antimony pentafluoride


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antimony pentafluoride

[′an·tə‚mō·nē ‚pent·ə′flu̇r‚īd]
(inorganic chemistry)
SbF5 A corrosive, hygroscopic, moderately viscous fluid; reacts violently with water; forms a clear solution with glacial acetic acid; used in the fluorination of organic compounds.
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com adds "Global and China Antimony Industry Report, 2015" and "Global and Chinese Antimony Pentafluoride (CAS 7783-70-2) Industry, 2015 Market Research Report" with 2018 and 2020 Forecasts to its online business intelligence library.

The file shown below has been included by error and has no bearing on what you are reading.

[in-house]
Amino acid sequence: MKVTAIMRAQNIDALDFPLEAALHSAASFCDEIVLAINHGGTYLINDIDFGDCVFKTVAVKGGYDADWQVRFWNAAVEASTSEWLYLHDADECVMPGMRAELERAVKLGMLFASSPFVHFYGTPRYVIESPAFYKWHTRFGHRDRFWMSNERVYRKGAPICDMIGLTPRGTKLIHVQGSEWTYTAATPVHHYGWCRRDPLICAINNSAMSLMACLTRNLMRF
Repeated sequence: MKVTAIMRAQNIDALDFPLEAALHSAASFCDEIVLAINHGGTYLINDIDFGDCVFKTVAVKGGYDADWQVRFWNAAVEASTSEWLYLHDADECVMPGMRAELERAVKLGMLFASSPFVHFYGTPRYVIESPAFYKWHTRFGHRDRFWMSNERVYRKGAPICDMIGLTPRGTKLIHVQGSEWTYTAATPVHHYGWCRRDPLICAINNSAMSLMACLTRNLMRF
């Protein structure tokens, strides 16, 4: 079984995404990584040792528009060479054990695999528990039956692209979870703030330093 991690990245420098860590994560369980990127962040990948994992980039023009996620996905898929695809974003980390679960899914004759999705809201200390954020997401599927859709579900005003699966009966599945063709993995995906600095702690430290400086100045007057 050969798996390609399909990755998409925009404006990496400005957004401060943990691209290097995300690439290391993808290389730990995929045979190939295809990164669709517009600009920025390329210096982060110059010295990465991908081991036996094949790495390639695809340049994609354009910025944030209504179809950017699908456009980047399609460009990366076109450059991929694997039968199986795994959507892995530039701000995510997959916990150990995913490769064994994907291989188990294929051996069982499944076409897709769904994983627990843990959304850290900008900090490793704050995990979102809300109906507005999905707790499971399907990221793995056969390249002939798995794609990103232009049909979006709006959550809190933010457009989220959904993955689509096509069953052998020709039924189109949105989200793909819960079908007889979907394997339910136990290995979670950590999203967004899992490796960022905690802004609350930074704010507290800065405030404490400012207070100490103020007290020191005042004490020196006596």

Olah obtained his first results by mixing hydrogen fluoride with antimony pentafluoride to produce a superacid so strong it could pluck atoms from hydrocarbon molecules, leaving behind an alkyl cation -- a molecule normally too unstable to be studied.
Antimony pentafluoride is a very strong Lewis acid, indeed we may say that it is a Lewis superacid.